(orchestral music) - I'm Phillip Gainsley.
Since 1903, each one of the past 10 Minnesota Orchestra music directors has contributed to the sound and reputation of this ever-evolving organization.
It's both a privilege and a responsibility to lead an orchestra with such a rich history, a sentiment that brings us through today as it did more than a century ago.
From its earliest years, the Minneapolis Symphony Orchestra as it was first known, set its sights on making music history worldwide.
A lineage of esteemed music directors each made his mark regarding repertoire, guest artists, recordings, and significant performances.
German-born, Emil Oberhoffer, founded the Minneapolis Symphony as the eighth major orchestra in the US.
He established what would be a long history of touring, including the orchestra's debut at Carnegie Hall in 1912.
Oberhoffer initiated the first Young People's Concerts and brought in numerous internationally renowned soloists and artists.
Belgian violinist and conductor, Henri Verbrugghen, continued the touring tradition by leading the Minneapolis Symphony to Cuba in 1929.
And although that trip was by steamship, the ensemble continued to rack up miles by rail, living up to its nickname: orchestra on wheels.
And he spearheaded the orchestra's live radio debut on WCCO in 1923.
Hungarian-born violinist, Eugene Ormandy, was respected for elevating the orchestra to a class group of American orchestras as well as for his recordings, including what has become one of the largest box sets in Sony classical history.
He was an experienced producer of radio concerts, providing opportunities for the orchestra to perform on CBS and NBC Radio, gaining high visibility during the Depression.
Greek conductor, pianist, and composer, Dimitri Mitropoulos, was a gregarious man, known for his ability to memorize scores, and for his exuberant conducting style.
He's credited with building audiences to one of the highest levels in the country.
Afterwards, the orchestra was contracted by Columbia Records to make the first commercial recording of Gustav Mahler's "Symphony No.
Hungarian-born composer and conductor, Antal Doráti, led the orchestra on the tour of a lifetime in 1957 to the Middle East, where under the auspices of the U.S. State Department, they performed in Tehran and Baghdad among other cities.
His recording of the Tchaikovsky "1812 Overture" sold more than one million copies, and for the 1952/53 season, he conducted a series of televised hour-long performances on WCCO TV.
Throughout the decades, Minnesota took pride in this organization, driven by high expectations and a strong Midwestern work ethic.
Another stream of renowned music directors took the orchestra to a new level.
Born in Poland, Stanislaw Skrowaczewski, held one of the longest 10 years as music director, during which the organization became the Minnesota Orchestra in the 1968/69 season.
He conducted its much publicized performance at the United Nations in 1968, and he was behind the design and building of Orchestra Hall as the permanent home for the orchestra.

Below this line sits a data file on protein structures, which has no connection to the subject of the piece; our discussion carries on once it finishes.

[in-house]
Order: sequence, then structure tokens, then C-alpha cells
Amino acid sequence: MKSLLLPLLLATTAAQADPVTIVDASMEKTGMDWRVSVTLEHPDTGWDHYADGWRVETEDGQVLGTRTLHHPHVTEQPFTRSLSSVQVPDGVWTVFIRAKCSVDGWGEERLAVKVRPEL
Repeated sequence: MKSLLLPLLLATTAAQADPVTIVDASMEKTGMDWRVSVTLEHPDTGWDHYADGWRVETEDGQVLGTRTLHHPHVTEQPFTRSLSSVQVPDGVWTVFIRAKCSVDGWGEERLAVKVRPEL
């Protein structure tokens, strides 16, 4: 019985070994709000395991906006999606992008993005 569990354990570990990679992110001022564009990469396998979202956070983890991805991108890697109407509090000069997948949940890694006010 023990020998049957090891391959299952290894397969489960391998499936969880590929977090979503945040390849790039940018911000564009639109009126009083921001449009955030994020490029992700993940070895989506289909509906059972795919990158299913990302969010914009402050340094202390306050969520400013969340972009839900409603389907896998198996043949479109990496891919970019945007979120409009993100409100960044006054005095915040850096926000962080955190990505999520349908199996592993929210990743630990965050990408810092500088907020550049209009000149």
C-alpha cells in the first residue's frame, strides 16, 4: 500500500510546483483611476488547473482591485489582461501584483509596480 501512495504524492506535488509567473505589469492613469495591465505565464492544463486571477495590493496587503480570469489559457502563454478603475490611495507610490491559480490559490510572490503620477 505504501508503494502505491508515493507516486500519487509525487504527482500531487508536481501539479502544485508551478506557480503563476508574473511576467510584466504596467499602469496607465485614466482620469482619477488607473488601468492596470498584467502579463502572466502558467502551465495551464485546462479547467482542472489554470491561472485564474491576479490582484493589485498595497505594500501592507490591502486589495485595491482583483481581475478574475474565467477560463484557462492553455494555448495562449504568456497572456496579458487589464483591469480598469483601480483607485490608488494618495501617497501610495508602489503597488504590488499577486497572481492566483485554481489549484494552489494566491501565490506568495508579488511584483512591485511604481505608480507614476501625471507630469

He was awarded Conductor Laureate status in 1979.
British violinist and International Conductor of Merit, Sir Neville Marriner, was a passionate conductor who led the Minnesota Orchestra to Australia, marking its first visit to the Southern Hemisphere.
He also took part in planning and conducting one of the orchestra's largest events to date, the televised "Scandinavia Tonight" in 1982, attended by representatives from multiple royal families.
Dutch conductor, Edo de Waart, was an assistant conductor to Leonard Bernstein before taking on his role with the Minnesota Orchestra.
He expanded the orchestra's repertoire with works by new composers.
He named Jorja Fleezanis as the orchestra's first female concertmaster, and he established a tradition of concert performances of opera with Giuseppe Verdi's magnificent "Otello" as his farewell concert in 1995.
Japanese conductor, Eiji Oue, presided over the orchestra's much anticipated first tour of Europe and its inaugural tour of his homeland of Japan in 1998.
Known for his 17 recordings with the orchestra, he also designated Dominick Argento as the Minnesota Orchestra's first Composer Laureate.
Then, under the direction of Osmo Vänskä, the Minnesota Orchestra solidified its standing as an orchestra of international acclaim.
Finnish conductor, clarinetist, and composer, Osmo Vänskä began his music directorship in 2003.
His list of accomplishments includes high profile international tours to Cuba, South Africa, and Europe.
His prolific recording relationship with Beast Records resulted in the orchestra's first Grammy Award for best orchestral performance, and complete recorded sets of the symphonies of Beethoven, Mahler, and Sibelius.
Now the transition begins as we usher in the era of music director designate, Thomas Soøndergård.
Danish conductor, Thomas Soøndergård, is a supremely skilled conductor and an experienced music director.
He impressed Minnesota Orchestra musicians with his collaborative style and his invitation to make music together.
These music leaders have all shaped the Minnesota Orchestra.
They've all had a role to play in the legacy that is the Minnesota Orchestra.
(audience applauds and cheers)